A small army of do-gooding Brits forces us to consider the role of immigrant aid organizations in the life of the camp. Are they simply assuaging their white guilt or do they have a legitimate role to play? Each of the volunteers claims to be a refugee as well — escaping some life circumstance on the other side of the Channel. The drunken, wry Boxer (Pearce Quigley) takes an unaccompanied young girl under his wing, swearing that he’ll make up for his bad parenting earlier in life. The no-nonsense Paula, played with gusto by Julie Hesmondhalgh, is disgusted with her government for not making enough space for migrants. Nonetheless, their woes pale in comparison with the displaced people they try to help.
Sound designer Paul Arditti creates a masterful aural landscape. Overlapping dialogue at first overwhelms us with a jumble of multiple languages. The beating of feet up and down the runways is urgent and loud. The Christian Eritrean women’s high-pitched ululation punctures the room with ineffable grief. The rumble of UK-bound truck traffic teases the migrants with fear and hope. Yet the occasional silent moments in this play are so profound that they also register as deafening walls of sound.
Jon Clark’s lighting design enhances the many moods of the play from the greenish fluorescence associated with unfriendly institutions to the warmth of fellowship. Catherine Kodicek’s costume design includes thread-bare traditional garb from the countries the Jungle residents left behind. They are shreds of identity that may not survive the passage of place and time.
After its brief, precarious existence, the Calais camp was brutally bulldozed and its inhabitants were dispersed throughout France. Just a few made it to the UK. But without a clear path to citizenship, migrants there remained in limbo just as millions do in America. The encampment was not an isolated phenomenon but rather a bellwether of even bigger migrations. As huge numbers of people are forced out of their homelands by political oppression or climate change, notions of identity and community will continue to challenge all of us. The Jungle, with unerring artistry, allows us to celebrate the resilience of humanity without losing sight of the immense forces poised to crush it.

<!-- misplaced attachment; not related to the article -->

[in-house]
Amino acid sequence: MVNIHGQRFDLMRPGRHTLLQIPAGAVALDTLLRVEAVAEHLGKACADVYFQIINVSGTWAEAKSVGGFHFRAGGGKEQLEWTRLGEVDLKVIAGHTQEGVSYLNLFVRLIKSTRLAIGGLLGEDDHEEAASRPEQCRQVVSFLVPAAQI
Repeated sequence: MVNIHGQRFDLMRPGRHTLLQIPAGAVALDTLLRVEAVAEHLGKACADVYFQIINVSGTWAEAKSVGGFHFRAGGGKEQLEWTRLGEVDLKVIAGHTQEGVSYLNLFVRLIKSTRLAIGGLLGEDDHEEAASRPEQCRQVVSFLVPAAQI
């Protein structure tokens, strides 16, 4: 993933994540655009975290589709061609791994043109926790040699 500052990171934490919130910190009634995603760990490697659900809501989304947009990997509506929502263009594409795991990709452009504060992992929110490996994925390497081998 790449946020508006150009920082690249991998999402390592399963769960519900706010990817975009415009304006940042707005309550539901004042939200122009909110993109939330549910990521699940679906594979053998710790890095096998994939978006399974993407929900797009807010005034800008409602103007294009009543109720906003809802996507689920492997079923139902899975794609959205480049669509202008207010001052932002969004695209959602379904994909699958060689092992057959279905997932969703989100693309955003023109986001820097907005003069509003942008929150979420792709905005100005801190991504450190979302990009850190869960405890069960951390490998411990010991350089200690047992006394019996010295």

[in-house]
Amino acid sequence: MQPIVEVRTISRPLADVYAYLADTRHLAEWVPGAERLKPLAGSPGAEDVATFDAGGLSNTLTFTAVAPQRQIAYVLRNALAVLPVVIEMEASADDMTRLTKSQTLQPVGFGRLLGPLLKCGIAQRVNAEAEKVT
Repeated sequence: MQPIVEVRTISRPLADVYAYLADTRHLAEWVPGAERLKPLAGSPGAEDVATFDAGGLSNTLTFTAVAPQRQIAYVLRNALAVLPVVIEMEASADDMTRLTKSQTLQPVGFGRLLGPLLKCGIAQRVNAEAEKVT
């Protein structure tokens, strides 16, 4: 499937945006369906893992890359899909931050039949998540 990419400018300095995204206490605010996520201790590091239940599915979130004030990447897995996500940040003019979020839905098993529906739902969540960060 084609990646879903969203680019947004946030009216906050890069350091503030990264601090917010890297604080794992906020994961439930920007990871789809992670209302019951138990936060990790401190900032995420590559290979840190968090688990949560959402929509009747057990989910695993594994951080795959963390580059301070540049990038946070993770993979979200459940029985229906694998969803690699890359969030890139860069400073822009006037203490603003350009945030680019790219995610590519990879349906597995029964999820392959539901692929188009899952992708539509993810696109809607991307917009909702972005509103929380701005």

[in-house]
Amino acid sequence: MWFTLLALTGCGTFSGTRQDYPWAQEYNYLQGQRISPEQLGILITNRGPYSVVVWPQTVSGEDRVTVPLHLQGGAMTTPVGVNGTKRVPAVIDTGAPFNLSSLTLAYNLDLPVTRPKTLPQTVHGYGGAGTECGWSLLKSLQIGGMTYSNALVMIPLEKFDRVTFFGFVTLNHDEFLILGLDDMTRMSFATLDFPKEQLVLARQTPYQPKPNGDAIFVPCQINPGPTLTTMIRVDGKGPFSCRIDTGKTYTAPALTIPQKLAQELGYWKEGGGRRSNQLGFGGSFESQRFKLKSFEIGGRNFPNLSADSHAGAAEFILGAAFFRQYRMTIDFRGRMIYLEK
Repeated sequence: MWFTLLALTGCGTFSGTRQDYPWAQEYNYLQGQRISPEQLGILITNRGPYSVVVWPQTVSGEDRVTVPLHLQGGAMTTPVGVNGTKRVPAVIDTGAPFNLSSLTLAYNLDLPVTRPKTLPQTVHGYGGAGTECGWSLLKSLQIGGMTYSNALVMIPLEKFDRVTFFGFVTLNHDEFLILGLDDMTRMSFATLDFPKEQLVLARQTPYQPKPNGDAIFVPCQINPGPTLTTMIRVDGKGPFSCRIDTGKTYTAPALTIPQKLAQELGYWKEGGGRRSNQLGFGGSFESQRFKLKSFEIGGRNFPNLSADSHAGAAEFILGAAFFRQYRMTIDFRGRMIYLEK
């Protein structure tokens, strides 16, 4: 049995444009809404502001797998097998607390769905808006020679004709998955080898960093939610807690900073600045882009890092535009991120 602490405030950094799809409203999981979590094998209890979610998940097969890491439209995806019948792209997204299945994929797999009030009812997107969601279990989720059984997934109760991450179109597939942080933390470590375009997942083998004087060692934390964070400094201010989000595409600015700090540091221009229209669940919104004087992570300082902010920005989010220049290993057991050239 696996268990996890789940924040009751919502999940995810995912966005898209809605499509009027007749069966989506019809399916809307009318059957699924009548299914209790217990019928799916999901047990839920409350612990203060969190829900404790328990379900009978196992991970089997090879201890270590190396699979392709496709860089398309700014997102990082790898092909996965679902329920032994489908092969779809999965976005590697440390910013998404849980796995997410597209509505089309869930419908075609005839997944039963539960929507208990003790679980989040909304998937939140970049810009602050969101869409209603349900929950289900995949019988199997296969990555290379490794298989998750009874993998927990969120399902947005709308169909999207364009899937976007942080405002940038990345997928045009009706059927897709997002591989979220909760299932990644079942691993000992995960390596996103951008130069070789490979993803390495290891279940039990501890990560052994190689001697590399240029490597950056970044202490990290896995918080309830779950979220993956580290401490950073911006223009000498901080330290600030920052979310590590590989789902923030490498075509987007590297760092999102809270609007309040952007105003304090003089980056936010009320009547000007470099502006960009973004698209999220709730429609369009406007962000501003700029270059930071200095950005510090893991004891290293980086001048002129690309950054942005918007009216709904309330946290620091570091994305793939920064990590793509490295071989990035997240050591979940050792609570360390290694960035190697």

Running Time: Two hours and 50 minutes with one 15-minute intermission
THE REMAINDER OF THE RUN OF THE JUNGLE IS SOLD OUT.
The Jungle plays through April 16, 2023, presented by Shakespeare Theatre Company and Woolly Mammoth Theatre Company at Sidney Harman Hall, 610 F Street NW, Washington, DC. Tickets ($39–$170) may be purchased online or by calling the Box Office at 202-547-1122. Special discounts are available for members of the military, students, seniors, and patrons age 35 and under. Contact the Box Office or visit Shakespearetheatre.org/tickets-and-events/special-offers/ for more information.
The Asides+ program for The Jungle, including complete cast and creative credits, is online here.
COVID Safety: All performances of The Jungle are MASK RECOMMENDED. Detailed Safety and Health information is here.